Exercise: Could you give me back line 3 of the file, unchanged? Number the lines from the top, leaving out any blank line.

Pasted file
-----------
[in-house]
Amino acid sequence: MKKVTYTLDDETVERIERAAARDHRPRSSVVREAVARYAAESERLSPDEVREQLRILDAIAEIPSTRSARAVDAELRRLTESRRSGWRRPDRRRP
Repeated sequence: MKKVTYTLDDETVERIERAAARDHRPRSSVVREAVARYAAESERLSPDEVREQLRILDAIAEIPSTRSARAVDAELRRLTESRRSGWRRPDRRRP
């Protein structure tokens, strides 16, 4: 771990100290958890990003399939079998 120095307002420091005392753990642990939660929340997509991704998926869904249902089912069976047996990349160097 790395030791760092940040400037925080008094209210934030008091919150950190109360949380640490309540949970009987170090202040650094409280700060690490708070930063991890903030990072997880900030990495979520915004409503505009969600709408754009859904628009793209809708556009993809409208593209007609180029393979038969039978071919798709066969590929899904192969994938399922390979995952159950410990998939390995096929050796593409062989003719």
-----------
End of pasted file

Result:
Repeated sequence: MKKVTYTLDDETVERIERAAARDHRPRSSVVREAVARYAAESERLSPDEVREQLRILDAIAEIPSTRSARAVDAELRRLTESRRSGWRRPDRRRP